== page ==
FORT WAYNE, Indiana (Indiana's NewsCenter)-December third 2011…Fort Wayne police corner a robbery suspect in a Franklin Avenue home and begin negotiating for his surrender. On the scene the Crisis Response Vehicle, inside, hostage negotiators keeping track of every detail of the incident on a new, revolutionary computer program, developed by students…at Indiana Tech.
The computer program’s called ‘Emergency Services Communications for Crisis Response Teams’. It employs off-the-shelf software to create a timeline, a digital diary, of a hostage incident as well as information critical to police on the scene.
“Information like how the hostage taker is emotionally,” says Indiana Tech computer student Nathan Whetstone, “what state he’s in, he’s armed, he’s not armed, what has how many hostages he’s taken.”
Computer professor Julie Mansfield has overseen the project that Nate Whetstone and Ben Swygart created along with other students. Mansfield says the program systematizes record keeping as the incident unfolds, eliminating mistakes.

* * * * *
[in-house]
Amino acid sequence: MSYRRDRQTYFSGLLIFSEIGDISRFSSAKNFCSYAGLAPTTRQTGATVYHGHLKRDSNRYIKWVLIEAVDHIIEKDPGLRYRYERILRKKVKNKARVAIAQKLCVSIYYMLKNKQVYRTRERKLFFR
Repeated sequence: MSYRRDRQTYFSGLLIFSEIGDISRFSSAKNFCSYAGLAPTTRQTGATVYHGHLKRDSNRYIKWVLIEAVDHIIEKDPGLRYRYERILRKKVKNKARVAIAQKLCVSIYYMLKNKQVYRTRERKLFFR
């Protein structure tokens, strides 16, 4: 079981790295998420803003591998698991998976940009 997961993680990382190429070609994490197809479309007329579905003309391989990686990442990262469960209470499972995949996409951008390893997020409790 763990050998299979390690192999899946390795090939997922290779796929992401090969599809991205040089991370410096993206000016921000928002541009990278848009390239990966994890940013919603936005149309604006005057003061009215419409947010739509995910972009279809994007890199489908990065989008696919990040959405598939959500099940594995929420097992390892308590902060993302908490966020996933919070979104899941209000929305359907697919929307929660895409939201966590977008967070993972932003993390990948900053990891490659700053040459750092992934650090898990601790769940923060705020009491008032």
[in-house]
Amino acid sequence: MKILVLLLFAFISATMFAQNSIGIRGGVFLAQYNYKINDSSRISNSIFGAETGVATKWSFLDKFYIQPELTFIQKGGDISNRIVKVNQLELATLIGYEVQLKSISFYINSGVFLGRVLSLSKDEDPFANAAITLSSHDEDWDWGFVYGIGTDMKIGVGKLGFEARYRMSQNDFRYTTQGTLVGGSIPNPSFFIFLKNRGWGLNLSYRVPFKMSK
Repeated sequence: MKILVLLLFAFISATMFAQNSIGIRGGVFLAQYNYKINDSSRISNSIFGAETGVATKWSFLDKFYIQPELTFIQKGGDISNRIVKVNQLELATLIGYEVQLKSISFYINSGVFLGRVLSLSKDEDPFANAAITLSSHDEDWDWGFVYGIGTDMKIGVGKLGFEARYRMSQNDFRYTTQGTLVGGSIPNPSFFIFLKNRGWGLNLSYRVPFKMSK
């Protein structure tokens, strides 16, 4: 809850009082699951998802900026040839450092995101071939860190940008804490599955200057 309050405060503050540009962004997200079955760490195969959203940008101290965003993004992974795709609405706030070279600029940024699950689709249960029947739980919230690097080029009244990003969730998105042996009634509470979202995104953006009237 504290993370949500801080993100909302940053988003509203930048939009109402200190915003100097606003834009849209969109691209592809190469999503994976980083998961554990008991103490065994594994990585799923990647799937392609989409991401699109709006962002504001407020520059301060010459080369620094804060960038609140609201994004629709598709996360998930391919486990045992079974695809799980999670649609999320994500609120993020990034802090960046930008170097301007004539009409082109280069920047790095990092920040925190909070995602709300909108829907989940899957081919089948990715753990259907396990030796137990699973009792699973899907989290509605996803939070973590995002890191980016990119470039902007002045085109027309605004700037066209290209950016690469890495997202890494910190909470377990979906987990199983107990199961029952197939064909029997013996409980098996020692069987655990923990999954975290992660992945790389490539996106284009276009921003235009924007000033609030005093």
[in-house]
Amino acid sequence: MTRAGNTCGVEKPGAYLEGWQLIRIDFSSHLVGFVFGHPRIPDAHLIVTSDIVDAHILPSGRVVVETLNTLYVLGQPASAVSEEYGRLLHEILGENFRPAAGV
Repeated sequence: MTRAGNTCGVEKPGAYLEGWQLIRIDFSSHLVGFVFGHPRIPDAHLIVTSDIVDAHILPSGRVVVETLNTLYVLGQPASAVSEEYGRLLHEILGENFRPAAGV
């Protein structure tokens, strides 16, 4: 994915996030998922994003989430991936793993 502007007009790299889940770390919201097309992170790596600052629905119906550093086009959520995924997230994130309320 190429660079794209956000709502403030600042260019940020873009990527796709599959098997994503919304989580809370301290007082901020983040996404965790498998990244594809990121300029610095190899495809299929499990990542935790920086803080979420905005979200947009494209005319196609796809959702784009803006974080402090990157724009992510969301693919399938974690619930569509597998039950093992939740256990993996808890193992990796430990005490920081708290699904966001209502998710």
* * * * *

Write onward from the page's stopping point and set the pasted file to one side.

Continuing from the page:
“They have a process that’s in place,” she says, “it doesn’t change from person to person so no matter what your role is you always have the same way of doing everything.”
“It brings that information together for us,” says Fort Wayne Police hostage negotiator John Bowers, “almost like tactics are for a SWAT team information for us is that main tactic. So when it flows well decisions work well.”
“Even Indianapolis doesn’t have a system quite like this in place and i thought that was pretty surprising,” says computer student Ben Swygart. “In some ways Fort Wayne really is on the cutting edge of the hostage negotiation.”
The students recently gave the software, free of charge, to 160 law enforcement agencies across the state of Indiana, many of which will be using it…streamlining police work, facilitating justice and no doubt saving lives, well beyond the borders of Your Country. This is Eric Olson reporting.
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